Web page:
South Africa (SA) accounts for majority of the world’s precious metal with almost 90% of platinum, 80% of manganese, 73% of chrome, 45% of vanadium and 41% of gold (source: Department of Minerals and Energy). Until 2007, SA was the world leader in gold production. Since 2007, China, with approximately 270 million ounces produced, has taken the lead. SA, with 254 million ounces, remains firmly in second place.[i]

The problem is that mining for these precious metals, as well as diamonds, requires lots of electricity. In 2007, the 1,127 mining companies used 32,421 gigawatt-hours (billion watt-hours) of electricity, or nearly 15% of all electricity produced by Eskom (see chart, below). However, the issue of insufficient supply of electricity is something that South Africa has been dealing with for sometime now.

“The government has blamed the power shortages on increased demand caused by years of economic growth and the provision of electricity to black townships that were not connected in the apartheid era. But it has also admitted it failed to heed a warning from Eskom 10 years ago that without new power stations it might not be able to meet demand by 2007.”[ii]

In January 2008, South African state-owned utility company, Eskom began systemic rolling blackouts and requesting 10% reduction in electrical consumption (or they call it, power load-shedding) to prevent a complete blackout. This had affected the mines, some of which had to shut down operations for several days, thereby putting upward pressure on the spot price of precious metals.[iii]

Potential Risk Events
1. Eskom supplies 95% of all South Africa’s electricity under a government mandated price-cap. As of 2007, the average price for kilowatt-hours was 18.06 SA cents, or $0.024 (2.4 U.S. cents). (By comparison, the average price in 2007 for kilowatt-hours in the US was 9.14 U.S. cents, or 70.5 SA cents.)

The low electric rate discourages new private investments in power generation. Therefore, the potential is high that the rolling blackouts (power load-shedding) will continue, until Eskom is able to bring additional power generations online. This will result in periodic stoppage of mine operations and intermittent spike up in the spot price of precious metals.

2. Eskom’s current reserve capacity is 8%, a decrease from 15%, previously. The combined effect of growing demand for electricity and lack of excess capacity is another factor that raises the potential for a rolling blackout. While Eskom has received the approval to build a new power generation plant in 2004, the likelihood that a new power plant will be built anytime soon is low due to the artificially low electric rates.

The SA government is in a difficult situation. The inflation rate for basic services and staples have been increasing at a high rate; at 5.2% as at 2007:
Even with the continual rate hikes, the electric rates are still too low for a private utility firm to profitably build a power plant. Conversely, the continual increases in the electric rate have put public opinion against Eskom, making it difficult for the utility to raise rates. In fact, Eskom’s latest request for a 53% rate increase was rejected. This will lead to further rolling blackouts until either demand is reduced or supply is increased.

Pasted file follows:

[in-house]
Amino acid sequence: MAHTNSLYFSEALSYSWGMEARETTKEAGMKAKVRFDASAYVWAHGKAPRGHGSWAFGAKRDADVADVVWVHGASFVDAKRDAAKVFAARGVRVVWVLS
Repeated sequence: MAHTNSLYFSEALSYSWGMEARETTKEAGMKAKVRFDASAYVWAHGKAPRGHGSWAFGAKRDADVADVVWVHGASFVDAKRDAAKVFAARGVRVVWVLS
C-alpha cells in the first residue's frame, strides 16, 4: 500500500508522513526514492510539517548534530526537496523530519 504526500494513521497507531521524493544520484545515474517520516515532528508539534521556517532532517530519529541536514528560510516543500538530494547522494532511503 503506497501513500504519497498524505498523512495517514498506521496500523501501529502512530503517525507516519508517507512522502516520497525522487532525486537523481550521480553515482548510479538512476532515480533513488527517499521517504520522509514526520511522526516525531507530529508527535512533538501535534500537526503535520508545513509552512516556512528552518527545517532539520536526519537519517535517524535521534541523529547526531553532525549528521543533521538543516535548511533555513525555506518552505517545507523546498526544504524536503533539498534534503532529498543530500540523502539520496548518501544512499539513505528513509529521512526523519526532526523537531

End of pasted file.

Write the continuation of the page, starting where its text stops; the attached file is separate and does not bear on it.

3. Eskom had requested that industries and municipalities reduce their electricity consumption by 10%.[iv] However, this will be too little too late. As there is no reliable way to measure compliance with reducing demand, it is anyone’s guess as to whether this reduction drive is actually working.[v] The danger is that the utility is counting on the 10% savings in their supply projection. If the demand reduction targets are not met, this will lead to continuous rolling blackouts.

4. Effect of the rolling blackouts is playing havoc with the substations, causing one to explode and another to catch on fire. Given the continued stress on the supply of electricity, it is highly likely that the rolling blackouts will continue to tax the electric grid system, leading to more substations to be damaged, and further reduction in the supply of electricity.

5. Even with the continuing concerns about the reliability and sufficiency of electricity in South Africa, there is news of more energy hungry factories slated to come online, including:

  • Rio Tinto's $2.7-billion aluminum smelter, capable of producing around 720,000 tons of aluminum annually, near Port Elizabeth in the Eastern Cape.
  • In September 2006, Russian billionaire Viktor Vekselberg announced plan to invest $1 billion to build a manganese and ferroalloys plant at Coega.
  • In early in 2008, United Manganese of Kalahari announced plans to spend $200 million to develop an untapped deposit.
  • De Beers is building a new diamond mine at Voorspoed in the Free State, which is expected to start production towards the end of 2008, producing about 700,000 carats a year.